Faith in the theistic sense is not found in Buddhism because of its emphasis on understanding. One should not adopt an unquestioning belief of his teacher and his textbook. One studies the fact, examines the scientific arguments, and assesses the reliability of the information. If he has doubts, he should reserve his judgment until such time as when he is able to investigate the accuracy of the information for himself.

"To read a little Buddhism is to realize that the Buddhists knew two thousand ago far more about our modern problems of psychology than they have yet been given credit for. They studied these problems long ago, and found the answers too. We are now rediscovering the Ancient Wisdom of the East." - C.G Jung 

The Buddha's message of non-violence and peace, of love and compassion, of tolerance and understanding, of truth and wisdom, of respect and regard for all life, of freedom from selfishness, hatred and violence, delivered over two thousand five hundred years ago, stands good for today and will stand forever as the Truth.

The Buddha taught that we must develop a heart of wisdom, a heart of love, a heart of understanding, to overcome the prevailing vices that have plagued man since the beginning of time.

Buddhism can teach humanity to walk the Middle Path of moderation and have a better understanding on how to lead a richer life of peace and happiness.

In the Three Greatest Men in History, H.G. Wells states:
In The Buddha you see clearly a man, simple, devout, alone, battling for light, a vivid human personality, not a myth. He too gave a message to mankind universal in character. Many of our best modern ideas are in closest harmony with it. All the miseries and discontents of life are due, he taught, to selfishness. Before a man can become serene, he must cease to live for his senses or himself. Then he mergers into a greater being. Buddhism in a different language called men to self-forgetfulness 500 years before Christ. In some ways, The Buddha was nearer to us and our needs. He was more lucid upon our individual importance in service than Christ was and less ambiguous upon the question of personal immortality.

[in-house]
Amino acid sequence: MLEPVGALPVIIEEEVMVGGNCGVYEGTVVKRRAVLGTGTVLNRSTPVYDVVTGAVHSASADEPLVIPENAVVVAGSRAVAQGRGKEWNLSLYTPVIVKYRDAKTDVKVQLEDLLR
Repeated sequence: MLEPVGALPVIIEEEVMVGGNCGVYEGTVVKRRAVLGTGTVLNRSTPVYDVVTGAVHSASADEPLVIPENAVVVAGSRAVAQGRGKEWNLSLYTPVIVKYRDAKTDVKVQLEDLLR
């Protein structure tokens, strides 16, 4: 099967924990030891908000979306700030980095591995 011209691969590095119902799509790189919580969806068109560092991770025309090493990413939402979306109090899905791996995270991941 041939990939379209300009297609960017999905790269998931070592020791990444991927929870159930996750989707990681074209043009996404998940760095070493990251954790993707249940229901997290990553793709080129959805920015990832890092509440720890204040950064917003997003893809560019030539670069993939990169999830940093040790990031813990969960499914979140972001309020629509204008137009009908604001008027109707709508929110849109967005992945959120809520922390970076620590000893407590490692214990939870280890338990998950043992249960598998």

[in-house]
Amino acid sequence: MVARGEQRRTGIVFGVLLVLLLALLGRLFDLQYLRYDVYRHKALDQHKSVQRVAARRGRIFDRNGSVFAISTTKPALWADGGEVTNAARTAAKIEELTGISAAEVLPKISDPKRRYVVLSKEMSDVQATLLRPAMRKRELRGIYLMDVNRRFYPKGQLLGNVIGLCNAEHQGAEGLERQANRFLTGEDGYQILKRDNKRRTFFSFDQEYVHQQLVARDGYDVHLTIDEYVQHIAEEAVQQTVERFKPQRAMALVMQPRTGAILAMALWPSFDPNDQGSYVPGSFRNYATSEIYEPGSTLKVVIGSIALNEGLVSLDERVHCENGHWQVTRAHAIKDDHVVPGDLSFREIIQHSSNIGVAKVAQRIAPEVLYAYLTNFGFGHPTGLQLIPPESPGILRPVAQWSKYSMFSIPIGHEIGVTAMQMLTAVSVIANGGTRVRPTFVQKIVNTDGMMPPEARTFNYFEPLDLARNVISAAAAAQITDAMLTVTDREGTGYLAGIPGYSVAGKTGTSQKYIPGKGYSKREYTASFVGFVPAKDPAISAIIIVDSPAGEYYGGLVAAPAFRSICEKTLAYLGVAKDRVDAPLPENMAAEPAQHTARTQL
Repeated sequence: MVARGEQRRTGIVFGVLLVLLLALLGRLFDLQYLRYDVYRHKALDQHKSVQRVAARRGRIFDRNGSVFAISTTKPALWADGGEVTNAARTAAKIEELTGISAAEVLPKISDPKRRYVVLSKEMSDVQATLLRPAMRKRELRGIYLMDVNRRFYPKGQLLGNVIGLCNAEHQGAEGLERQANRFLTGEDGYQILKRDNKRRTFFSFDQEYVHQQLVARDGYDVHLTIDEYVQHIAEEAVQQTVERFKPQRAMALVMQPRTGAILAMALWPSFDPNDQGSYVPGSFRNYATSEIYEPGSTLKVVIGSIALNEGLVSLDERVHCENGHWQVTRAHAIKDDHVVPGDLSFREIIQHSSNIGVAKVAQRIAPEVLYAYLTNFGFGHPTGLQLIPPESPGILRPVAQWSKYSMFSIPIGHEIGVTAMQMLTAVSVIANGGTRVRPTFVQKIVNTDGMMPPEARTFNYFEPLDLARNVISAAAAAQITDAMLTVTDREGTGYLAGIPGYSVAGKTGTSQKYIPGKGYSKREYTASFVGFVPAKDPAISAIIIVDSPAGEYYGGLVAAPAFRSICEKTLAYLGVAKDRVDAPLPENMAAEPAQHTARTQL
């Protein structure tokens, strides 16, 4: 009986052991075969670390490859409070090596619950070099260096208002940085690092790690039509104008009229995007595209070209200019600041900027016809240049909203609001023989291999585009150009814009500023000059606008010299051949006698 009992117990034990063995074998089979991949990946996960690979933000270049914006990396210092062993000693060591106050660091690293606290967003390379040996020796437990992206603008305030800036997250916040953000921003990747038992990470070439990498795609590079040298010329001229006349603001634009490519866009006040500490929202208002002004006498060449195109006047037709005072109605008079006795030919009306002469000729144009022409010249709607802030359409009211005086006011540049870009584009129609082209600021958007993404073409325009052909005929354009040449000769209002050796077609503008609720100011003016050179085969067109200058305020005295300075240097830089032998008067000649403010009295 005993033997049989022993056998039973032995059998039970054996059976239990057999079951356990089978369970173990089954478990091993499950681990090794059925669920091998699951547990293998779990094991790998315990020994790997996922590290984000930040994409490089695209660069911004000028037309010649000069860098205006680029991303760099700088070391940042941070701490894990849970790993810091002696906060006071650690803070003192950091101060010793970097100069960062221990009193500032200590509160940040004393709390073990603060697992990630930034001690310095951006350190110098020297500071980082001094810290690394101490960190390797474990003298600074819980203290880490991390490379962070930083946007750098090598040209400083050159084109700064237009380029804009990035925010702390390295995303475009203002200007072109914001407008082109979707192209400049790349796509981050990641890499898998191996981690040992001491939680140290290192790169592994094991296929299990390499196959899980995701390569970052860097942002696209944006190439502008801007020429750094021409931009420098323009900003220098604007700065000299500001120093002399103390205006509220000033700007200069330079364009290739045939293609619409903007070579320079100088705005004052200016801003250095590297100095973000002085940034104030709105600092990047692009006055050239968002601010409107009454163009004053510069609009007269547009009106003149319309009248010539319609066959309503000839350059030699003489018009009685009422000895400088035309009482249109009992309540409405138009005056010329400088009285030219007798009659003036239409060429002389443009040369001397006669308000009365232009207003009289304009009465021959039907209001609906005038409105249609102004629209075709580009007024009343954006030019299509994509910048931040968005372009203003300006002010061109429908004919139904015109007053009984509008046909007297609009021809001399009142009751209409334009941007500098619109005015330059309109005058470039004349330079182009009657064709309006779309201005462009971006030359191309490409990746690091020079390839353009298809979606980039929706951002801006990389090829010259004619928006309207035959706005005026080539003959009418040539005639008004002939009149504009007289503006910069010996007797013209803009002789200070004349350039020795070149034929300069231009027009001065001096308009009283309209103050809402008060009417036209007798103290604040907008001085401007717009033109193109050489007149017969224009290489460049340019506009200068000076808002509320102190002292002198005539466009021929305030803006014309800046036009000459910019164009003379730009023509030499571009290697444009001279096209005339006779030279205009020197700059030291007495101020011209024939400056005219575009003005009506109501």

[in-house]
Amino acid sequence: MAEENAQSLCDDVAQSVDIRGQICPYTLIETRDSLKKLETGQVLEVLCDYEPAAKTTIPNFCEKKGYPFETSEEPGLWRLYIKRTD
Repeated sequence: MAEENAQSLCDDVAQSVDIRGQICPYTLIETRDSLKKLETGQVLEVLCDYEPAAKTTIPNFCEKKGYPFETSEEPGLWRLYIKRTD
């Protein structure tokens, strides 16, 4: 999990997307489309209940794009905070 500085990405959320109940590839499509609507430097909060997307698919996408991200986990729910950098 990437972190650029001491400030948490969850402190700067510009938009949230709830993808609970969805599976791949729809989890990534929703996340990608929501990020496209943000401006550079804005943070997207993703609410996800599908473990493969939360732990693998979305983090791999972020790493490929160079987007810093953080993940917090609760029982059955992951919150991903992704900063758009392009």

Buddhism wins by the warm touch of love, not by the cold claws of fear. Fear of the supernatural and the doctrine of everlasting hell-fire have no place in Buddhism.

Buddhism is saturated with this spirit of free inquiry and complete tolerance. It is the teaching of the open mind and the sympathetic heart, which, lighting and warming the whole universe with its tiny rays of wisdom and compassion sheds its genial glow on every being struggling in the ocean of birth and death.

In Buddhism, there is no personal judge either to condemn or to reward but only the working of an impersonal moral causation and natural law.

Wednesday, 22 July 2009

Aims of Buddhism

Buddhism aims at creating a society where the ruinous struggle for power is renounced; where calm and peace prevail away from the conquest and defeat; where one who conquers oneself is more respected than those who conquer millions by military and economic warfare; where hatred is conquered by kindness, and evil by goodness; where enmity, jealously, ill-will and greed do not infect men's minds; where compassion is the driving force of action; where all, including the least of living things are treated with fairness, consideration and love; where life in peace and harmony, in a world of material contentment, is directed towards the highest and noblest aim, the realization of the Ultimate Truth, Nirvana.

The purpose of Buddhism is to attain Enlightenment. This is the individual road to salvation. Salvation in Buddhism is an individual affair. You have to save yourself. Whatever a man sows, that shall he also reap! There is no God who could divert at will the law of karma. Karma is the child of ignorance which is the father of all human suffering. The cause of all suffering is desire; the cause of desire is ignorance.

Buddhism believes in the possibility of self-purification, attainment of desirelessness, only through self-control, self culture, self-discipline and self-realization, no external rites will help the attainment of inner purity.

As it is man who suffers the effects, so it is man who generates the cause and having done so, he cannot free the consequences. Every man is a moulder and sole creator of his life to come and master of his destiny.

Tuesday, 21 July 2009

Essence of Buddhism

The Buddha taught that impermanence, dissatisfaction and egolessness are the hallmarks of this worldly life. Seeking worldly gains which are impermanent brings no real permanent satisfaction. It only lead to further craving, dissatisfaction and the shattering of one's ego and pride. Instead of letting our minds run wild and be conditioned by worldly desires which ultimately creates a false ego, we should look inwards rather than outwards and know ourselves for what we really are. 

Whilst many falsely believe that happiness is the attainment of worldly values, Buddhism forewarns the folly of such delusion. The mind should not be nourished on worldly values. Instead it should be freed from bondage with worldliness so that the defiled mind like a muddy pool would became as clear as sparkling pool when allowed to settle without extraneous interference or defilements.

In the final analysis, the fact remains that the pleasure or happiness which we experience in life is impermanent. We may enjoy a happy situation, or the good company of someone we love, or we enjoy youth and health. Sooner or later, when these states change we experience suffering. Therefore, while there is every reason to feel glad when one experiences happiness, one should not cling to these happy states or be side-tracked and forget about working one's way to complete Liberation.